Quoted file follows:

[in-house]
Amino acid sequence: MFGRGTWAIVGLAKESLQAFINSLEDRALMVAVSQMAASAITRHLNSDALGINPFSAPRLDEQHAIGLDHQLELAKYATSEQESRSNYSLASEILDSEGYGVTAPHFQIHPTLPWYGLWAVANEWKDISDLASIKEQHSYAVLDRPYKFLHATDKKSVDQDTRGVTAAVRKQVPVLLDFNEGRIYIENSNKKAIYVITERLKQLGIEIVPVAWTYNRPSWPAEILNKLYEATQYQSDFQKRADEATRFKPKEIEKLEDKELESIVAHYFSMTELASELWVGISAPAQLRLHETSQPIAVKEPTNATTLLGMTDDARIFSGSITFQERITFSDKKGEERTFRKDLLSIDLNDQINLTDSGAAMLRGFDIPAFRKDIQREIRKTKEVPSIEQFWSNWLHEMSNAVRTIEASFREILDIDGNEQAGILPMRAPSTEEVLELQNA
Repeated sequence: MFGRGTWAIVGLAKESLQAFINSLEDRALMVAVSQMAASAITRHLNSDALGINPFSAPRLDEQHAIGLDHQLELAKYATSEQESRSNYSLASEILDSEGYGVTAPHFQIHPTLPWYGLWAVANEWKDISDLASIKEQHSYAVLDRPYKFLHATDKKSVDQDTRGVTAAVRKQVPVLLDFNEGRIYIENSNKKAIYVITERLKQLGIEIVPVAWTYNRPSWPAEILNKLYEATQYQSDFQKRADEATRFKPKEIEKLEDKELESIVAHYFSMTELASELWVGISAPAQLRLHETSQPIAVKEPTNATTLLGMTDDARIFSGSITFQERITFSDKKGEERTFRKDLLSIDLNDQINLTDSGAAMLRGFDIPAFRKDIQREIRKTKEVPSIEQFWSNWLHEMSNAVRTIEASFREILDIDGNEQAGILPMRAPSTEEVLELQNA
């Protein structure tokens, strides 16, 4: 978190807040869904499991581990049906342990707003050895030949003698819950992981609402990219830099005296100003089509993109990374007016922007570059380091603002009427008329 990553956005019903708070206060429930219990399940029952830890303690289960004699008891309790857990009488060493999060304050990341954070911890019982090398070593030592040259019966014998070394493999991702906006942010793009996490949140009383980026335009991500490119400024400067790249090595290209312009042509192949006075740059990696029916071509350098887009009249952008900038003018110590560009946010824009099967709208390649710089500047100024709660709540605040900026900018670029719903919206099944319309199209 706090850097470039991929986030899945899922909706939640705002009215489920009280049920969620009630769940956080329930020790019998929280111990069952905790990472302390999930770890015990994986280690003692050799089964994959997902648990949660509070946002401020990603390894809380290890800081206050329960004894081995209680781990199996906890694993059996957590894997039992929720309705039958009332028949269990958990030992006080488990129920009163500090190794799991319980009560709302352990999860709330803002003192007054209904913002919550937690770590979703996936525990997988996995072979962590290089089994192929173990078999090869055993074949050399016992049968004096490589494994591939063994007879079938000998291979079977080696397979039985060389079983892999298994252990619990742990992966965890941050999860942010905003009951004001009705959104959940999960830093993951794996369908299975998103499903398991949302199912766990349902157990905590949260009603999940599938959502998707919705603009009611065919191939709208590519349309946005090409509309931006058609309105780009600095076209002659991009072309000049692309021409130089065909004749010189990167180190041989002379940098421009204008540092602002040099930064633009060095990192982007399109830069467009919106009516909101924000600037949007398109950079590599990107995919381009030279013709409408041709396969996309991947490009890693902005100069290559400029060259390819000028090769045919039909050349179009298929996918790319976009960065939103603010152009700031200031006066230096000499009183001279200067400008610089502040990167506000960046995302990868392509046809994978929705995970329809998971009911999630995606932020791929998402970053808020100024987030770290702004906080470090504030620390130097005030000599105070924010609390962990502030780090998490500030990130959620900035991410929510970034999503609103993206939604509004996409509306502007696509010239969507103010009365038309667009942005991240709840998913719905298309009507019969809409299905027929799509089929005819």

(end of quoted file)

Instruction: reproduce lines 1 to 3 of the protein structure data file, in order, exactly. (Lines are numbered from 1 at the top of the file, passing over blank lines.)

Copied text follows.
[in-house]
Amino acid sequence: MFGRGTWAIVGLAKESLQAFINSLEDRALMVAVSQMAASAITRHLNSDALGINPFSAPRLDEQHAIGLDHQLELAKYATSEQESRSNYSLASEILDSEGYGVTAPHFQIHPTLPWYGLWAVANEWKDISDLASIKEQHSYAVLDRPYKFLHATDKKSVDQDTRGVTAAVRKQVPVLLDFNEGRIYIENSNKKAIYVITERLKQLGIEIVPVAWTYNRPSWPAEILNKLYEATQYQSDFQKRADEATRFKPKEIEKLEDKELESIVAHYFSMTELASELWVGISAPAQLRLHETSQPIAVKEPTNATTLLGMTDDARIFSGSITFQERITFSDKKGEERTFRKDLLSIDLNDQINLTDSGAAMLRGFDIPAFRKDIQREIRKTKEVPSIEQFWSNWLHEMSNAVRTIEASFREILDIDGNEQAGILPMRAPSTEEVLELQNA
Repeated sequence: MFGRGTWAIVGLAKESLQAFINSLEDRALMVAVSQMAASAITRHLNSDALGINPFSAPRLDEQHAIGLDHQLELAKYATSEQESRSNYSLASEILDSEGYGVTAPHFQIHPTLPWYGLWAVANEWKDISDLASIKEQHSYAVLDRPYKFLHATDKKSVDQDTRGVTAAVRKQVPVLLDFNEGRIYIENSNKKAIYVITERLKQLGIEIVPVAWTYNRPSWPAEILNKLYEATQYQSDFQKRADEATRFKPKEIEKLEDKELESIVAHYFSMTELASELWVGISAPAQLRLHETSQPIAVKEPTNATTLLGMTDDARIFSGSITFQERITFSDKKGEERTFRKDLLSIDLNDQINLTDSGAAMLRGFDIPAFRKDIQREIRKTKEVPSIEQFWSNWLHEMSNAVRTIEASFREILDIDGNEQAGILPMRAPSTEEVLELQNA